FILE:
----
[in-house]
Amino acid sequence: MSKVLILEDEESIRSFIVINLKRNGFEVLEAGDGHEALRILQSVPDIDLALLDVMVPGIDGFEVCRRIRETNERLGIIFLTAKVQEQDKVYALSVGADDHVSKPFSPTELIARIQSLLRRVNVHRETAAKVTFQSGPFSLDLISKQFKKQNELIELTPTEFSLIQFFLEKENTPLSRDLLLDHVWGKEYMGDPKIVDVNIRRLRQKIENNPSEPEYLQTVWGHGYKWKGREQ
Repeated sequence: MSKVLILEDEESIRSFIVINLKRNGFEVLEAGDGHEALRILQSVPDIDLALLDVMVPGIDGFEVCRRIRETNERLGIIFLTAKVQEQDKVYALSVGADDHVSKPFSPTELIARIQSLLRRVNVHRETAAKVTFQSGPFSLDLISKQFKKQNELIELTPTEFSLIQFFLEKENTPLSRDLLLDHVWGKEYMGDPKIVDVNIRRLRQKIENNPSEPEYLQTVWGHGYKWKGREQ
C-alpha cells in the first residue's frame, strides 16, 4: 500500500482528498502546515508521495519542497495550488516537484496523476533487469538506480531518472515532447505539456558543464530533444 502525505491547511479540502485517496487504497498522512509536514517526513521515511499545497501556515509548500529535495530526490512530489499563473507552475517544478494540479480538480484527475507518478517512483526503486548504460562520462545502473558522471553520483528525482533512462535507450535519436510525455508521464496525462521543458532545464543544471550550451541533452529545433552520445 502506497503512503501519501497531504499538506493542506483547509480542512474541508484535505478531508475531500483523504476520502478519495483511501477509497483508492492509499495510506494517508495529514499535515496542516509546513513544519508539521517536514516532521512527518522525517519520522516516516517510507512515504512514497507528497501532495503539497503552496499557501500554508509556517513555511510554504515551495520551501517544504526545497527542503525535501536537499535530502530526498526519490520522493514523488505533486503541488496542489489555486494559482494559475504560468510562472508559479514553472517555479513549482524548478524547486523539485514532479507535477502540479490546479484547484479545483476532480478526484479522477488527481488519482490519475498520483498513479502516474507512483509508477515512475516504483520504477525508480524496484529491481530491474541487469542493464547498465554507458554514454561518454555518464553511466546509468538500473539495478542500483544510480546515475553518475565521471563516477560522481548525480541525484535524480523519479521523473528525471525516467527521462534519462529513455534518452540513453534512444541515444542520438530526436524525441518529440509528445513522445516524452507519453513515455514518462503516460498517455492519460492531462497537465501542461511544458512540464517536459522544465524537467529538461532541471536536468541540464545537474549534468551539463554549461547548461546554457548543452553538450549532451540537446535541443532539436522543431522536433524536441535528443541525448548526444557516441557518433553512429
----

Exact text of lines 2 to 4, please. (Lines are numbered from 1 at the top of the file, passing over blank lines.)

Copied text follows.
Amino acid sequence: MSKVLILEDEESIRSFIVINLKRNGFEVLEAGDGHEALRILQSVPDIDLALLDVMVPGIDGFEVCRRIRETNERLGIIFLTAKVQEQDKVYALSVGADDHVSKPFSPTELIARIQSLLRRVNVHRETAAKVTFQSGPFSLDLISKQFKKQNELIELTPTEFSLIQFFLEKENTPLSRDLLLDHVWGKEYMGDPKIVDVNIRRLRQKIENNPSEPEYLQTVWGHGYKWKGREQ
Repeated sequence: MSKVLILEDEESIRSFIVINLKRNGFEVLEAGDGHEALRILQSVPDIDLALLDVMVPGIDGFEVCRRIRETNERLGIIFLTAKVQEQDKVYALSVGADDHVSKPFSPTELIARIQSLLRRVNVHRETAAKVTFQSGPFSLDLISKQFKKQNELIELTPTEFSLIQFFLEKENTPLSRDLLLDHVWGKEYMGDPKIVDVNIRRLRQKIENNPSEPEYLQTVWGHGYKWKGREQ
C-alpha cells in the first residue's frame, strides 16, 4: 500500500482528498502546515508521495519542497495550488516537484496523476533487469538506480531518472515532447505539456558543464530533444 502525505491547511479540502485517496487504497498522512509536514517526513521515511499545497501556515509548500529535495530526490512530489499563473507552475517544478494540479480538480484527475507518478517512483526503486548504460562520462545502473558522471553520483528525482533512462535507450535519436510525455508521464496525462521543458532545464543544471550550451541533452529545433552520445 502506497503512503501519501497531504499538506493542506483547509480542512474541508484535505478531508475531500483523504476520502478519495483511501477509497483508492492509499495510506494517508495529514499535515496542516509546513513544519508539521517536514516532521512527518522525517519520522516516516517510507512515504512514497507528497501532495503539497503552496499557501500554508509556517513555511510554504515551495520551501517544504526545497527542503525535501536537499535530502530526498526519490520522493514523488505533486503541488496542489489555486494559482494559475504560468510562472508559479514553472517555479513549482524548478524547486523539485514532479507535477502540479490546479484547484479545483476532480478526484479522477488527481488519482490519475498520483498513479502516474507512483509508477515512475516504483520504477525508480524496484529491481530491474541487469542493464547498465554507458554514454561518454555518464553511466546509468538500473539495478542500483544510480546515475553518475565521471563516477560522481548525480541525484535524480523519479521523473528525471525516467527521462534519462529513455534518452540513453534512444541515444542520438530526436524525441518529440509528445513522445516524452507519453513515455514518462503516460498517455492519460492531462497537465501542461511544458512540464517536459522544465524537467529538461532541471536536468541540464545537474549534468551539463554549461547548461546554457548543452553538450549532451540537446535541443532539436522543431522536433524536441535528443541525448548526444557516441557518433553512429